Gil Thompson has served the Sidwell Friends community for 36 years before choosing to retire. A theater professional in his own right before and during his time at Sidwell, he has left in his wake a list of students who are now gifted theater professionals in their own right. Furthermore, he leaves a broader list of students who appreciate and respect the details of how good theater gets done. And for the remainder of us who witnessed these excellent productions, he leaves a permanent memory of the joy of live theater; and a perpetual marvel that most of the work was student driven and student produced.
Gil produced independent and skilled theater technicians and program managers. He orchestrated a development pipeline of younger students who thrived in the behind-the-scenes work required for great plays and musicals. His bar was high and his standard was demanding. Many grew so confident and competent that they were reliable for independent work when the school needed someone to run lights and sound for a collection, for a recital and or even for an impromptu gathering. He taught, led, and mentored them in sound engineering, light design, set creation and the means to synchronize this background to enhance the audience-facing actors and musicians.
Gil was a Helen Hayes Award recipient and his deep appreciation and skill for theater translated into a decades-long string of excellent productions in Caplin Theater. Among the many memorable sets, several stand out including his depiction of the East Village of the 1990s for Rent; the Royal Navy ship for HMS Pinafore; and the June Rebellion in Paris for Les Misérables.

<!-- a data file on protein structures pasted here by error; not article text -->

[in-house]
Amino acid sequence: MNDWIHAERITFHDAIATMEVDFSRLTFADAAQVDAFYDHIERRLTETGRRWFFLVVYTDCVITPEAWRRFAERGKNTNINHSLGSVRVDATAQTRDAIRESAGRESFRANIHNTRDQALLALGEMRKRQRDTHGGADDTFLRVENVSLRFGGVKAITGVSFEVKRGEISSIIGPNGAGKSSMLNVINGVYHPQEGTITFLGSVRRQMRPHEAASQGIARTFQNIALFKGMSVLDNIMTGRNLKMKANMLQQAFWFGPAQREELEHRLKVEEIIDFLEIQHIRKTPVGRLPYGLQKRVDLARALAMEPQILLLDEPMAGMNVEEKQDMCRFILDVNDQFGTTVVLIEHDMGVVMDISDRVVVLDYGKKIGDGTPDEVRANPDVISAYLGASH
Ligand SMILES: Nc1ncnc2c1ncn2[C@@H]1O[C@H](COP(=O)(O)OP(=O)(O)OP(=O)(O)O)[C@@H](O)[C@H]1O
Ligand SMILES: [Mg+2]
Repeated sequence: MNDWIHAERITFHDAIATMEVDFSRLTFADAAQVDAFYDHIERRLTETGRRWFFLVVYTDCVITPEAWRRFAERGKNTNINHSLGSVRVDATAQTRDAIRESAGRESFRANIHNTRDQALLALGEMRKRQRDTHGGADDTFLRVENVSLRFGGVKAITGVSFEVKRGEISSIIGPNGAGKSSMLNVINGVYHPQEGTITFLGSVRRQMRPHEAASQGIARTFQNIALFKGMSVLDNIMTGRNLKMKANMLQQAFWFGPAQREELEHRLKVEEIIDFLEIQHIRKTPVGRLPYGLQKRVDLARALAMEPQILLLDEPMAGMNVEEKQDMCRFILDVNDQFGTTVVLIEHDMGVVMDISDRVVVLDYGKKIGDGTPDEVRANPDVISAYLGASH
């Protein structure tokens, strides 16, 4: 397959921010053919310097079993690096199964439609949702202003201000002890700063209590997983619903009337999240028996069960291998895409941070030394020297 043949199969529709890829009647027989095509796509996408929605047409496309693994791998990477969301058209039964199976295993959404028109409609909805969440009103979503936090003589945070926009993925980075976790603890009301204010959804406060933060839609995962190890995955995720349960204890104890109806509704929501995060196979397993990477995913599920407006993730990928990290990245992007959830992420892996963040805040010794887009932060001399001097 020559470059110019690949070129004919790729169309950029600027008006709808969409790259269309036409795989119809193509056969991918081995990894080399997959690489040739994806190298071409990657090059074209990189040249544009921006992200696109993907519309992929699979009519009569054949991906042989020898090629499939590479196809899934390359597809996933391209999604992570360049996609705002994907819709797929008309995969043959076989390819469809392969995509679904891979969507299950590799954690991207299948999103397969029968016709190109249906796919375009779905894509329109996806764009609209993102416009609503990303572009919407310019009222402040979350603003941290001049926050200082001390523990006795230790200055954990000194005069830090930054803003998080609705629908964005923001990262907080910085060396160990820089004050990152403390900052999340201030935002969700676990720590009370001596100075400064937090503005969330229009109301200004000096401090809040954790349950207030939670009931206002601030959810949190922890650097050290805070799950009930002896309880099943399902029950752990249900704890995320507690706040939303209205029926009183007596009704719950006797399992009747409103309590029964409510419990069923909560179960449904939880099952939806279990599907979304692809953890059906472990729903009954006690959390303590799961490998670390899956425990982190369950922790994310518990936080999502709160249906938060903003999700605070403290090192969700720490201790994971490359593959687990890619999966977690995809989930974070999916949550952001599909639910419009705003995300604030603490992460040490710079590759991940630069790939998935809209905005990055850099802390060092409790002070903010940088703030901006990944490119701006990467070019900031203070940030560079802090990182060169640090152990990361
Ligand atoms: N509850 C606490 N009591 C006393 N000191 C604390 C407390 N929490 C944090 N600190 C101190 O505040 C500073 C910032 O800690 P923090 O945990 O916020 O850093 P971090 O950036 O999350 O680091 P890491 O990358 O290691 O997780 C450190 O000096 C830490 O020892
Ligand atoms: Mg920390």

Moreover, there were frequent times when the Student Life offices needed a quick alteration of the theater, an impromptu spotlight, or some enhanced localized sound. All it took was for me to walk over and talk to Gil, accept his rebuke for not telling him earlier, before receiving a promise that it would be done. Invariably, it would be done by him personally, or by one of his well-trained students.
Equally if not more importantly, Gil provided courageous leadership and tremendous support to a generation of gay, transgender, gender non-conforming, and non-binary students. He was the founding faculty advisor to the Gay, Lesbian, Straight, Bisexual, and Transgender organization (GLSBTQ+), which, soon after its founding in 1995, became one of the school’s most active and vibrant student advocacy groups. He continued to sponsor its successor organization, the Gender Sexuality Alliance (GSA), and was a regular speaker at the club’s annual Love Week celebration and symposium.
For 36 years, Gil Thompson poured his professional self into the Sidwell Friends community. In addition to the legacy of former students who seek him out, his legacy includes the enviable tradition of excellent theater production, and the ongoing vitality of the GSA. He laid down the foundation and nurtured these great traditions of our school.
Let us wish him well in his retirement.